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J Am Chem Soc. 2012 Jul 4;134(26):11044-9. doi: 10.1021/ja3047427. Epub 2012 Jun 21.

Ferroelectricity induced by ordering of twisting motion in a molecular rotor.

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  • 1Ordered Matter Science Research Center, Southeast University, Nanjing 211189, P. R. China.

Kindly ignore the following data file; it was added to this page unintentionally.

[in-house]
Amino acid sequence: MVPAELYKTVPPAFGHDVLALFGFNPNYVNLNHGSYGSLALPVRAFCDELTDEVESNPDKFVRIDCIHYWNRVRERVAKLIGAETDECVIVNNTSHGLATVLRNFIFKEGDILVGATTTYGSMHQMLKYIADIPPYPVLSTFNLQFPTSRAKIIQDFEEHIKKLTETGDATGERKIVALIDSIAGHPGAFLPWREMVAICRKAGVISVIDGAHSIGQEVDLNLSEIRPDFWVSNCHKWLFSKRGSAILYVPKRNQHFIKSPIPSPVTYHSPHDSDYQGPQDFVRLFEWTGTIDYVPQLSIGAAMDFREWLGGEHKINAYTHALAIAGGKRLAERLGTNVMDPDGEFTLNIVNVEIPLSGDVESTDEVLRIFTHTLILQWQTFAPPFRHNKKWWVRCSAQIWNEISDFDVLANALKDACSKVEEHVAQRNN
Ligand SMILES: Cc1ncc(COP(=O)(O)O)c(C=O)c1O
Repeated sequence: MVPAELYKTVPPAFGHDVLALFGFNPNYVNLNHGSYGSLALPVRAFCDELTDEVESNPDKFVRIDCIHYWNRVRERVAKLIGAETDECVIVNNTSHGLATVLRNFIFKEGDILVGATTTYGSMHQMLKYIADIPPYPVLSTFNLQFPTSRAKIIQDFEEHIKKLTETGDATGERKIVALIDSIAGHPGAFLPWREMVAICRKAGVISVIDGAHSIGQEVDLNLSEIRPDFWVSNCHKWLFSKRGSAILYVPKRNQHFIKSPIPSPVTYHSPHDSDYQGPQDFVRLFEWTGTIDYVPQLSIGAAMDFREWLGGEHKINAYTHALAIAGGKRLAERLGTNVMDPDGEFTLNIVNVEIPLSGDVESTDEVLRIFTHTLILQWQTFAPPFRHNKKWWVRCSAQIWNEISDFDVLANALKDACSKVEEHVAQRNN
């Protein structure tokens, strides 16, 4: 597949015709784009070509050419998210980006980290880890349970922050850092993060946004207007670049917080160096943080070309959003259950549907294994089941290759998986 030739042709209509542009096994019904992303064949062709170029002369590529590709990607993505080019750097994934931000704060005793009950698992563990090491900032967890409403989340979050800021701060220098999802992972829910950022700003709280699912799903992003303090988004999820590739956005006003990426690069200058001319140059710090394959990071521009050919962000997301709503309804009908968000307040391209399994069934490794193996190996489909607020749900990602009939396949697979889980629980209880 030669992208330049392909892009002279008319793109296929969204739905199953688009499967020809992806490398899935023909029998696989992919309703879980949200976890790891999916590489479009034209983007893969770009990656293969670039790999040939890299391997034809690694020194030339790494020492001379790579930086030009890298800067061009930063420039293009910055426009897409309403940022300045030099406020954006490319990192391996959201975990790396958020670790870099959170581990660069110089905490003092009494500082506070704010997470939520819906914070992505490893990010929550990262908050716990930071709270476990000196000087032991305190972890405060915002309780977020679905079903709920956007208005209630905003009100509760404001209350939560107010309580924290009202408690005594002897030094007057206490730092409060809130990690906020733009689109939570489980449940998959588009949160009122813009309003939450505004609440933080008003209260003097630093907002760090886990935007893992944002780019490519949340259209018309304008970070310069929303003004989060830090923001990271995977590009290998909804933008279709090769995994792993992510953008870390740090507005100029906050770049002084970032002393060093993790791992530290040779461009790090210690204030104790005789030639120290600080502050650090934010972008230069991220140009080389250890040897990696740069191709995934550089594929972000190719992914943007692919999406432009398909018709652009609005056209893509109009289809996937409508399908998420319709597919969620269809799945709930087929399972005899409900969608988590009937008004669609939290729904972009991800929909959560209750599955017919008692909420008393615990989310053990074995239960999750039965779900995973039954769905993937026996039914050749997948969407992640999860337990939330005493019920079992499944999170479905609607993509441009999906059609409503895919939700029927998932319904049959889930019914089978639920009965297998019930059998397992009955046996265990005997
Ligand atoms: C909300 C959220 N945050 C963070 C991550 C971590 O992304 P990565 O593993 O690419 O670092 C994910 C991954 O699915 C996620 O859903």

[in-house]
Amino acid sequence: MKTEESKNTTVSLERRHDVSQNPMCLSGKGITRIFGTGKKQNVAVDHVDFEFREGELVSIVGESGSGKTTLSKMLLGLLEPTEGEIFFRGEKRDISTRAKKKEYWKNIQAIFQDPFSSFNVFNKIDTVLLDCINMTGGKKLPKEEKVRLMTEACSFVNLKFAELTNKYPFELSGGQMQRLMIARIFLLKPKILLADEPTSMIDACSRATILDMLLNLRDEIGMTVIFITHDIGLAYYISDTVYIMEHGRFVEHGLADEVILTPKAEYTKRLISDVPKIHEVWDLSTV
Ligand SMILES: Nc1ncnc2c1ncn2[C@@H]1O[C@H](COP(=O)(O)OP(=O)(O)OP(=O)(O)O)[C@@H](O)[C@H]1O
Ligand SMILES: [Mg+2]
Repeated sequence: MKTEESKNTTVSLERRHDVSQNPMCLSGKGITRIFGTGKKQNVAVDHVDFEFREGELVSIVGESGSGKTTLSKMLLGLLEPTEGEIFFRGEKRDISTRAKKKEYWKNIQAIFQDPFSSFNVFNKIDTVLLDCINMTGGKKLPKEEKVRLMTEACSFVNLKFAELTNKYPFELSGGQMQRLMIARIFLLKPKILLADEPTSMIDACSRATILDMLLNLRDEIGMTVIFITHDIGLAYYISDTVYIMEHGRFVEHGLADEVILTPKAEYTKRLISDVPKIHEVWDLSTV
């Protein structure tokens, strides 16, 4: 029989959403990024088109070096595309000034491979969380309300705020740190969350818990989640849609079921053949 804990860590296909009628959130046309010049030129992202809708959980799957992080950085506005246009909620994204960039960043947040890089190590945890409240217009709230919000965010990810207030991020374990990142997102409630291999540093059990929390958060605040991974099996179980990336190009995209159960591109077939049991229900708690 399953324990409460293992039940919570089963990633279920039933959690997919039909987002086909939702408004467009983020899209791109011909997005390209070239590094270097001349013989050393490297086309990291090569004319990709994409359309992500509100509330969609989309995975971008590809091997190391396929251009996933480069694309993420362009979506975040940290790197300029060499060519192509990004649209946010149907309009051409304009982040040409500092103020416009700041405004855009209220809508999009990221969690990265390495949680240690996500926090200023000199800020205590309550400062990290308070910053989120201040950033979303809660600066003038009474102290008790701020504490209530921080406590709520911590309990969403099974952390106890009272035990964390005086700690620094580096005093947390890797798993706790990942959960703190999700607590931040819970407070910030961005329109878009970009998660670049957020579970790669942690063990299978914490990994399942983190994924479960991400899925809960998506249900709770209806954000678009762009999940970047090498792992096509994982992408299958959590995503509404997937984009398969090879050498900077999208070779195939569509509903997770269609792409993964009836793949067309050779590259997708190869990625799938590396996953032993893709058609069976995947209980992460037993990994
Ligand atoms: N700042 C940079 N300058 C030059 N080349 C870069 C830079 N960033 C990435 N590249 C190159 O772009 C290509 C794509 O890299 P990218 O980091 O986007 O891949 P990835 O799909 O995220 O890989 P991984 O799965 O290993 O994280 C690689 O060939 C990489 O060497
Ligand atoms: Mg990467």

A novel mononuclear metal-organic compound, [Cu(Hdabco)(H(2)O)Cl(3)] (1, dabco = 1,4-diazabicyclo[2.2.2]octane) in which the Cu(II) cation adopts a slightly distorted bipyramidal geometry where the three Cl anions constitute the equatorial plane and the Hdabco cation and H(2)O molecule occupy the two axial positions, was synthesized. Its paraelectric-to-ferroelectric phase transition at 235 K (T(c)) and dynamic behaviors were characterized by single crystal X-ray diffraction analysis, thermal analysis, dielectric and ferroelectric measurements, second harmonic generation experiments, and solid-state nuclear magnetic resonance measurements. Compound 1 behaves as a molecular rotor above room temperature in which the (Hdabco) part rotates around the N···N axis as a rotator and the [Cu(H(2)O)Cl(3)] part acts as a stator. In the temperature range 235-301 K, a twisting motion of the rotator is confirmed. Below the T(c), the motions of the rotor are frozen and the molecules become ordered, corresponding to a ferroelectric phase. Origin of the ferroelectricity was ascribed to relative movements of the anions and cations from the equilibrium position, which is induced by the order-disorder transformation of the twisting motion of the molecule between the ferroelectric and paraelectric phases. Study of the deuterated analogue [Cu(Ddabco)(D(2)O)Cl(3)] (2) excludes the possibility of proton ordering as the origin of the ferroelectricity in 1.

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